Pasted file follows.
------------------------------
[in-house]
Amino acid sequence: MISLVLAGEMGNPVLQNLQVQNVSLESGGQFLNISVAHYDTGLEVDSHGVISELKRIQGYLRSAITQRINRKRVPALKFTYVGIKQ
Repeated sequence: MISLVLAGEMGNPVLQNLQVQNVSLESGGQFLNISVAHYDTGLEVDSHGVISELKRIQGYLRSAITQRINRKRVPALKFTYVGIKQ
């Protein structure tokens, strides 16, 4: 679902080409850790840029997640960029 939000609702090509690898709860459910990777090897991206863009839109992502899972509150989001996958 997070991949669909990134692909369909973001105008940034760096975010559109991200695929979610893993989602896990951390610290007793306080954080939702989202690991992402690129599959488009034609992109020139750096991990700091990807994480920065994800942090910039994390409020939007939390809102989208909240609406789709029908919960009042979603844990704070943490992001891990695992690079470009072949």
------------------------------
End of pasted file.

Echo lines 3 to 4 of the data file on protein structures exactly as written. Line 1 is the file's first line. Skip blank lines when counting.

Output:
Repeated sequence: MISLVLAGEMGNPVLQNLQVQNVSLESGGQFLNISVAHYDTGLEVDSHGVISELKRIQGYLRSAITQRINRKRVPALKFTYVGIKQ
């Protein structure tokens, strides 16, 4: 679902080409850790840029997640960029 939000609702090509690898709860459910990777090897991206863009839109992502899972509150989001996958 997070991949669909990134692909369909973001105008940034760096975010559109991200695929979610893993989602896990951390610290007793306080954080939702989202690991992402690129599959488009034609992109020139750096991990700091990807994480920065994800942090910039994390409020939007939390809102989208909240609406789709029908919960009042979603844990704070943490992001891990695992690079470009072949």